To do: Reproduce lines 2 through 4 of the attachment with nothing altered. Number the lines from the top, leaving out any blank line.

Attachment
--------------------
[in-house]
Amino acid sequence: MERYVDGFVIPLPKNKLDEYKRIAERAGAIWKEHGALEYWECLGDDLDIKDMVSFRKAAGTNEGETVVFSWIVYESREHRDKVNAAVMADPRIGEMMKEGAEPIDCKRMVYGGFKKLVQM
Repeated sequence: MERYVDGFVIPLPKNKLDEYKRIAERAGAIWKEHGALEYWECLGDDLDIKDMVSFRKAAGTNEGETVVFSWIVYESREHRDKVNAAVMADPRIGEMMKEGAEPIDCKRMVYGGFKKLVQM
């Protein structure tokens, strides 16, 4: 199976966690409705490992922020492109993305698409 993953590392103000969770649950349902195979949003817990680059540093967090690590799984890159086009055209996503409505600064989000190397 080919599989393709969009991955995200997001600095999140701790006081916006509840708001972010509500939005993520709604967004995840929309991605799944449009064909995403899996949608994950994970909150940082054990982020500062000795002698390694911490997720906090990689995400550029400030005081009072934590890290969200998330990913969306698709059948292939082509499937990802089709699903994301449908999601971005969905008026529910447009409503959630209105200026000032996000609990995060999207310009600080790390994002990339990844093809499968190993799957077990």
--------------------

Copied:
Amino acid sequence: MERYVDGFVIPLPKNKLDEYKRIAERAGAIWKEHGALEYWECLGDDLDIKDMVSFRKAAGTNEGETVVFSWIVYESREHRDKVNAAVMADPRIGEMMKEGAEPIDCKRMVYGGFKKLVQM
Repeated sequence: MERYVDGFVIPLPKNKLDEYKRIAERAGAIWKEHGALEYWECLGDDLDIKDMVSFRKAAGTNEGETVVFSWIVYESREHRDKVNAAVMADPRIGEMMKEGAEPIDCKRMVYGGFKKLVQM
């Protein structure tokens, strides 16, 4: 199976966690409705490992922020492109993305698409 993953590392103000969770649950349902195979949003817990680059540093967090690590799984890159086009055209996503409505600064989000190397 080919599989393709969009991955995200997001600095999140701790006081916006509840708001972010509500939005993520709604967004995840929309991605799944449009064909995403899996949608994950994970909150940082054990982020500062000795002698390694911490997720906090990689995400550029400030005081009072934590890290969200998330990913969306698709059948292939082509499937990802089709699903994301449908999601971005969905008026529910447009409503959630209105200026000032996000609990995060999207310009600080790390994002990339990844093809499968190993799957077990």